The Reserve Bank of India (RBI) kept its key interest rates steady as widely expected on Friday amid persistently high inflation but said it will ensure ample liquidity is provided to stressed sectors to keep a nascent economic recovery on track.
Its monetary policy committee decided to retain an accommodative policy stance at least for the current financial year and into the next to revive growth on a durable basis, while ensuring that inflation remains within target, Governor Shaktikanta Das said in an online briefing.
Das said the economy was rebounding faster than expected from a coronavirus-induced slump earlier in the year but warned signs of recovery were far from being broad based. COVID-19 infections are also continuing to climb, with the tally now 9.57 million people.
Das said MPC members voted unanimously to hold rates and retain the stance. The key lending rate of the RBI or the repo rate was left unchanged at 4% while the reverse repo rate or the key borrowing rate stayed at 3.35%.
"The MPC is of the view that inflation is likely to remain elevated, barring transient relief in the winter months from prices of perishables," Das said.
"This constrains monetary policy at the current juncture from using the space available to act in support of growth."
Indian stocks extended earlier gains to hit record highs after the decision, while the Indian rupee strengthened slightly to 73.76 against the dollar. The benchmark 10-year bond yield fell 3 basis points to 5.90%.
Das announced measures to help improve access to funding for stressed sectors and said the RBI will take further steps when necessary to ensure ample rupee liquidity to sustain visible growth impulses, without impacting inflation.
"Inflation targeting is uppermost in our agenda," Das said in a post policy news conference.
The MPC sees inflation in the current quarter at 6.8% before cooling slightly to 5.8% in the Jan-March quarter. The October projections for H2 FY21 were for inflation between 5.4%-4.5%.
"We believe that improving signs of growth normalisation and elevated inflation in the near term suggest no additional scope for rate cuts," said Garima Kapoor, economist with Elara Capital.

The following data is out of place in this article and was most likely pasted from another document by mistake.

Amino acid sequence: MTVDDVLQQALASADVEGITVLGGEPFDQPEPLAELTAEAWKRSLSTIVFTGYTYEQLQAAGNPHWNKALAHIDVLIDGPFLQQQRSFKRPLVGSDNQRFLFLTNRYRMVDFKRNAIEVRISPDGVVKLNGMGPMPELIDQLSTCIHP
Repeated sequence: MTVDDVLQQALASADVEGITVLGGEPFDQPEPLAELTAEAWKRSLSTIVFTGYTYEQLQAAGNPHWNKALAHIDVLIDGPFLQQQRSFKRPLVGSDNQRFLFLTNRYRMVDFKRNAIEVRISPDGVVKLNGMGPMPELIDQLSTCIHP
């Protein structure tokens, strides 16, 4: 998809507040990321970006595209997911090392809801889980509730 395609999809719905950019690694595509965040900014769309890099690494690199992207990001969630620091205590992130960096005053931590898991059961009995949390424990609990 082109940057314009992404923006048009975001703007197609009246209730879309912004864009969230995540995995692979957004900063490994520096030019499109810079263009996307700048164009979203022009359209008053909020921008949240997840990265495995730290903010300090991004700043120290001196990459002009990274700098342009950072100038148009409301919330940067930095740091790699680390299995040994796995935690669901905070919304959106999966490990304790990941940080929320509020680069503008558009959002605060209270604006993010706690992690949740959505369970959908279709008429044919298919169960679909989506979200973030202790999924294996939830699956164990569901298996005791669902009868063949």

The central bank has slashed the repo rate by 115 basis points (bps) since late March to cushion the shock from the coronavirus crisis and sweeping lockdowns to check its spread.
However, inflation has remained consistently above the upper end of the RBI's mandated 2%-6% target range every month barring March this year, with core inflation also remaining sticky.
"If supply side management is timely and effective, you will see the trajectory of inflation completely changing," deputy governor Michael Patra said, adding that the inflation projections provided are based on how things stand today.
Gross domestic product in the July-September quarter contracted 7.5% on-year, after a decline of 23.9% in the previous three months.
Das said India's prospects have brightened with progress on COVID-19 vaccines, and MPC now projects real GDP for the current financial year to shrink just 7.5% from an earlier expectation of a 9.5% contraction.
Analysts polled by Reuters last month forecast India would emerge from recession early in 2021 but it is not expected to return to pre-pandemic levels any time soon.
"An accommodative liquidity stance will ensure access to liquidity will not be a challenge and the ongoing recovery continues to gather steam," said Ashish Shanker, head Of investment at Motilal Oswal Private Wealth Management.